Sucks To Be Him

Clearly, this is not a prime example of a father. On the contrary, he appears to be the family disappointment.

I’ve seen this image before in history books, and I’d always assumed it was an American piece of propaganda. It is in fact British.

This 1915 British propaganda poster by Savile Lumley was based on a real-life father who worried what his children would later think of him if he didn’t contribute to the war effort by enlisting.

Designed in 1915 by the print artist Savile Lumley and mass produced by the British Parliamentary Recruitment Committee, it was intended to encourage men to enlist. Before conscription became law in 1916, the British government relied primarily on propaganda like this to up recruitment numbers.

One can imagine the scene. Presumably the girl has just learned about the Great War in school. Intrigued by the stories her teacher tells and the pictures she sees in her schoolbook, she innocently inquires, “Daddy, what did YOU do in the Great War?” in the way that children do, having no prior reason to believe that her father ISN’T in fact the great hero of World War I.

I think the poster captures the awkward moment between her question and his answer—the moment he realizes he has nothing to say.

It certainly inspires a sense of patriotic guilt and tugs at the emotions. No dad wants to be THAT dad.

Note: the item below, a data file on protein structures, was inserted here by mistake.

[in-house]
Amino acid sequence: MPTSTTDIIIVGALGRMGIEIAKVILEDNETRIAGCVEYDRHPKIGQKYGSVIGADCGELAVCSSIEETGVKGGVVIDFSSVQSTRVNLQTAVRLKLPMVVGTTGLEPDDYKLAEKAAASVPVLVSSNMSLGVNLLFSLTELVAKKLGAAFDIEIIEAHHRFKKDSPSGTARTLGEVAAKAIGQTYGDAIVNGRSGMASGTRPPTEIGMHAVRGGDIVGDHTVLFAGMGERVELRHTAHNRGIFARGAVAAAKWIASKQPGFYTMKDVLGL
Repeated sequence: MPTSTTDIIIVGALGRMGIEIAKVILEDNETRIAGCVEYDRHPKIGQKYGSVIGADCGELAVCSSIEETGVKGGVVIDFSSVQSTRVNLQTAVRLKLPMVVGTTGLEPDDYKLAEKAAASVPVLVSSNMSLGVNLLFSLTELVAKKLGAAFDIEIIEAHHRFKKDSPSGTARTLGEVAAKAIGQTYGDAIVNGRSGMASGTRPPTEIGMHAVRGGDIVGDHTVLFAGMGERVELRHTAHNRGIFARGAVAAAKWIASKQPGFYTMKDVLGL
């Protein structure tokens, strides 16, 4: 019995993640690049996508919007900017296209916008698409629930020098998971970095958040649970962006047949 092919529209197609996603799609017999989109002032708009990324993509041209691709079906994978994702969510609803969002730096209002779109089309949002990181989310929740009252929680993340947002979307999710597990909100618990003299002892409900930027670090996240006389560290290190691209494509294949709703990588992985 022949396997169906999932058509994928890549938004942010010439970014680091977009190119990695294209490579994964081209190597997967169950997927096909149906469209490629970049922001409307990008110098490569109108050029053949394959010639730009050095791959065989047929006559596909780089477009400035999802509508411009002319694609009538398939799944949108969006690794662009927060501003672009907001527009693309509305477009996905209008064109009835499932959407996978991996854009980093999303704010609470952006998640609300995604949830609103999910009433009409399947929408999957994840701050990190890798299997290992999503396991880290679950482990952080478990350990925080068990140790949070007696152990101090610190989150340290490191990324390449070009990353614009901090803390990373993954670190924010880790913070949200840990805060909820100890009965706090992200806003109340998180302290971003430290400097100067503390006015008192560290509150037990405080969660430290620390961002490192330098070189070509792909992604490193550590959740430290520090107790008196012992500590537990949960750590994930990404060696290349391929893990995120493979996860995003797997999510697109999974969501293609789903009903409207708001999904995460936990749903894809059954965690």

Interestingly enough, though, the poster turns out to be based on a real-life THAT dad. The idea for the poster was actually that of a printer, Arthur Gunn, who reportedly imagined himself as the father in question. His son, Paul, later revealed the poster’s beginnings:

“One night my father came home very worried about the war situation and discussed with my mother whether he should volunteer. He happened to come in to where I was asleep and quite casually said to my mother, If I don’t join the forces whatever will I say to Paul if he turns round to me and says, What did you do in the Great War, Daddy? He suddenly turned round to my mother and said that would make a marvelous slogan for a recruiting poster. He shot off to see one of his pet artists, Savile Lumley, had a sketch drawn straight away, based on the theme projected about five years hence, although by the time it had taken shape the questioner had become one of my sisters.”  –Paul Gunn

Gunn soon after joined the Westminster Volunteers to ensure he wouldn’t remain THAT dad.

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